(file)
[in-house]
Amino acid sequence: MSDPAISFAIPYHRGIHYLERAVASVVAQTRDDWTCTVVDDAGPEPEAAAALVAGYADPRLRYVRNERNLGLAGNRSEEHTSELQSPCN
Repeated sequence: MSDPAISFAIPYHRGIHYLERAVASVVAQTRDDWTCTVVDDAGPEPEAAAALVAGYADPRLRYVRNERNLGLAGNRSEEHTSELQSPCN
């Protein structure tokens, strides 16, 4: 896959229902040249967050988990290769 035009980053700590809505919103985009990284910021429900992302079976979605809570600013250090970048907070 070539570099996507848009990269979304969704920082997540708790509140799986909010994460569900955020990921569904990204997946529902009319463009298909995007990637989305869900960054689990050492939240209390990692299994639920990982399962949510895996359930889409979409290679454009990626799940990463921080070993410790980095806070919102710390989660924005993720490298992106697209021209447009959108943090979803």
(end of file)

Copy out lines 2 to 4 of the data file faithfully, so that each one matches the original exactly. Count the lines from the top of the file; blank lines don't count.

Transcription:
Amino acid sequence: MSDPAISFAIPYHRGIHYLERAVASVVAQTRDDWTCTVVDDAGPEPEAAAALVAGYADPRLRYVRNERNLGLAGNRSEEHTSELQSPCN
Repeated sequence: MSDPAISFAIPYHRGIHYLERAVASVVAQTRDDWTCTVVDDAGPEPEAAAALVAGYADPRLRYVRNERNLGLAGNRSEEHTSELQSPCN
């Protein structure tokens, strides 16, 4: 896959229902040249967050988990290769 035009980053700590809505919103985009990284910021429900992302079976979605809570600013250090970048907070 070539570099996507848009990269979304969704920082997540708790509140799986909010994460569900955020990921569904990204997946529902009319463009298909995007990637989305869900960054689990050492939240209390990692299994639920990982399962949510895996359930889409979409290679454009990626799940990463921080070993410790980095806070919102710390989660924005993720490298992106697209021209447009959108943090979803």